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Australian philosopher, literary critic, and professional writer. Author of FREEDOM OF RELIGION AND THE SECULAR STATE and HUMANITY ENHANCED.

Tuesday, December 08, 2009

Parliament of the World's Religions - the gist of what I plan to say

I want to make two or three points:

(1) There is no one theory of the good or version of the good life that fits all.

(2) There may be some values that I and/or most secularists stress - kindness, sympathy, reason and science, creativity, individual freedom, tolerance of difference.

(3) But the essential thing is the need for us all, from within our comprehensive views of the world, to abjure the use of state power to impose our contestable views of the good on others. We should stick with persuasion. Secularists should take this view (though they don't always) and so should religious people (though they often do not). This would include freedom of religion but also much more, such as free speech and the Millian harm principle. Reasonable religious people should sign on to a framework of secular political principles such as these. If they don't, they will be regarded as unreasonable by liberal secularists and will have to take the consequences of that.

7 comments:

Scott Hedges said...

Good luck Russell, are you planning to wear the fox hat?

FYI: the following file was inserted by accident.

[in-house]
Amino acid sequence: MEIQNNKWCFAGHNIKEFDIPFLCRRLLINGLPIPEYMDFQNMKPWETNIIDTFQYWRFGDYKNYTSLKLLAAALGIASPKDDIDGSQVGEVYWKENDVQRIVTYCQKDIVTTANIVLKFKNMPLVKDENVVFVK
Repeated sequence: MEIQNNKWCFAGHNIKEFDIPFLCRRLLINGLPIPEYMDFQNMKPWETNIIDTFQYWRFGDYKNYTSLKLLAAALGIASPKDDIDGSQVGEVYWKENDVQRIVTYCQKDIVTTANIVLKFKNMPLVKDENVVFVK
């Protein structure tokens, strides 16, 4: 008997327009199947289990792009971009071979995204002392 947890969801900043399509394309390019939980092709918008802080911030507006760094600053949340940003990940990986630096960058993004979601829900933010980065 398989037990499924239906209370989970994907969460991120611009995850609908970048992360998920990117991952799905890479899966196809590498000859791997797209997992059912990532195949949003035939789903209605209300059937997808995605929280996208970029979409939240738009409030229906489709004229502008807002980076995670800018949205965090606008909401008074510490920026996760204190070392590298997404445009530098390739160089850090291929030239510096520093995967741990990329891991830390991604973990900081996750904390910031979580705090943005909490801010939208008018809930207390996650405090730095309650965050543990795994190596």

Dave Cake said...

Succinctly and well put.

Russell Blackford said...

It seemed to go pretty well, though others are better placed than I am to make that judgment.

mace said...

In a nutshell.However, we don't all agree,particularly,in our new multicultural society, as to what constitutes "harm".Secularists are going to have to be careful.

Roger said...

"Reasonable religious people should sign on to a framework of secular political principles such as these. If they don't, they will be regarded as unreasonable by liberal secularists and will have to take the consequences of that. "

Unfortunately history shows that religious believers and other believers in absolute truths don't follow those principles when they get the chance and enforce their supposed moral principles with extreme rigour.

Russell Blackford said...

Mace - at least it's a more manageable argument, and there's a fair of agreement on what the harm principle means as opposed to whether it's accepted. E.g. Joel Feinberg's 4-volume magnum opus is well regarded. I agree, though, that it's not a panacea and that many people use it in bad faith.

Anonymous said...

nice post. thanks.